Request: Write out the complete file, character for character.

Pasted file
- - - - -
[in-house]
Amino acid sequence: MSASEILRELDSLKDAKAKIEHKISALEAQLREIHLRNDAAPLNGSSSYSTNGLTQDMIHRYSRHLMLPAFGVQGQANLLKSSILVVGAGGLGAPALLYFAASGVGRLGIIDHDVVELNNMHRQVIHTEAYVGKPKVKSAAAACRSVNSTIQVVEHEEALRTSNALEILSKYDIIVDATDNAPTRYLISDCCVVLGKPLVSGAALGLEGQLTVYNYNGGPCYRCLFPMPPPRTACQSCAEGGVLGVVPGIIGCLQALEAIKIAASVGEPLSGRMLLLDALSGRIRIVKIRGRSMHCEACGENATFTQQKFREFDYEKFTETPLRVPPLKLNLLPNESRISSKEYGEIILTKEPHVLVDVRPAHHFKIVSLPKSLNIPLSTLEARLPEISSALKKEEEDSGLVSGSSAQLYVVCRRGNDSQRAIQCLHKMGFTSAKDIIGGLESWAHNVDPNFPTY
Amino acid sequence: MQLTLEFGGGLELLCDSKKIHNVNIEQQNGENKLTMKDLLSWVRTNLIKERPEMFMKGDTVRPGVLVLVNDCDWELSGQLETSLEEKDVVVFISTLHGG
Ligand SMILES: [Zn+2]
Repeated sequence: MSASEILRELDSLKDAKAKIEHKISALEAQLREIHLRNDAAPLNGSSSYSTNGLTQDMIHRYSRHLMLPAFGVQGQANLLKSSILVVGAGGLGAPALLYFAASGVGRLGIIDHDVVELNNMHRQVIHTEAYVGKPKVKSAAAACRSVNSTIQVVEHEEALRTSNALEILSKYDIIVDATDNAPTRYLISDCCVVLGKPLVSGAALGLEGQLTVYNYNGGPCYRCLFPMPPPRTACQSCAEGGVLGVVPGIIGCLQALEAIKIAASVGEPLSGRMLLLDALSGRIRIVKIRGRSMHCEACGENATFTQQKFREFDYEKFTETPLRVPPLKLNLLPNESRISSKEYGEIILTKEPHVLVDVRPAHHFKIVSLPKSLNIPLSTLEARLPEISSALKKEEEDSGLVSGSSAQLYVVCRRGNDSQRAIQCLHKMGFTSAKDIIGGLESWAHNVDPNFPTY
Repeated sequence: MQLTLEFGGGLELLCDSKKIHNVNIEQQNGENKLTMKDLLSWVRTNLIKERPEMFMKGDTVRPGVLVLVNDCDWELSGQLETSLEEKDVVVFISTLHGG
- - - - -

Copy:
[in-house]
Amino acid sequence: MSASEILRELDSLKDAKAKIEHKISALEAQLREIHLRNDAAPLNGSSSYSTNGLTQDMIHRYSRHLMLPAFGVQGQANLLKSSILVVGAGGLGAPALLYFAASGVGRLGIIDHDVVELNNMHRQVIHTEAYVGKPKVKSAAAACRSVNSTIQVVEHEEALRTSNALEILSKYDIIVDATDNAPTRYLISDCCVVLGKPLVSGAALGLEGQLTVYNYNGGPCYRCLFPMPPPRTACQSCAEGGVLGVVPGIIGCLQALEAIKIAASVGEPLSGRMLLLDALSGRIRIVKIRGRSMHCEACGENATFTQQKFREFDYEKFTETPLRVPPLKLNLLPNESRISSKEYGEIILTKEPHVLVDVRPAHHFKIVSLPKSLNIPLSTLEARLPEISSALKKEEEDSGLVSGSSAQLYVVCRRGNDSQRAIQCLHKMGFTSAKDIIGGLESWAHNVDPNFPTY
Amino acid sequence: MQLTLEFGGGLELLCDSKKIHNVNIEQQNGENKLTMKDLLSWVRTNLIKERPEMFMKGDTVRPGVLVLVNDCDWELSGQLETSLEEKDVVVFISTLHGG
Ligand SMILES: [Zn+2]
Repeated sequence: MSASEILRELDSLKDAKAKIEHKISALEAQLREIHLRNDAAPLNGSSSYSTNGLTQDMIHRYSRHLMLPAFGVQGQANLLKSSILVVGAGGLGAPALLYFAASGVGRLGIIDHDVVELNNMHRQVIHTEAYVGKPKVKSAAAACRSVNSTIQVVEHEEALRTSNALEILSKYDIIVDATDNAPTRYLISDCCVVLGKPLVSGAALGLEGQLTVYNYNGGPCYRCLFPMPPPRTACQSCAEGGVLGVVPGIIGCLQALEAIKIAASVGEPLSGRMLLLDALSGRIRIVKIRGRSMHCEACGENATFTQQKFREFDYEKFTETPLRVPPLKLNLLPNESRISSKEYGEIILTKEPHVLVDVRPAHHFKIVSLPKSLNIPLSTLEARLPEISSALKKEEEDSGLVSGSSAQLYVVCRRGNDSQRAIQCLHKMGFTSAKDIIGGLESWAHNVDPNFPTY
Repeated sequence: MQLTLEFGGGLELLCDSKKIHNVNIEQQNGENKLTMKDLLSWVRTNLIKERPEMFMKGDTVRPGVLVLVNDCDWELSGQLETSLEEKDVVVFISTLHGG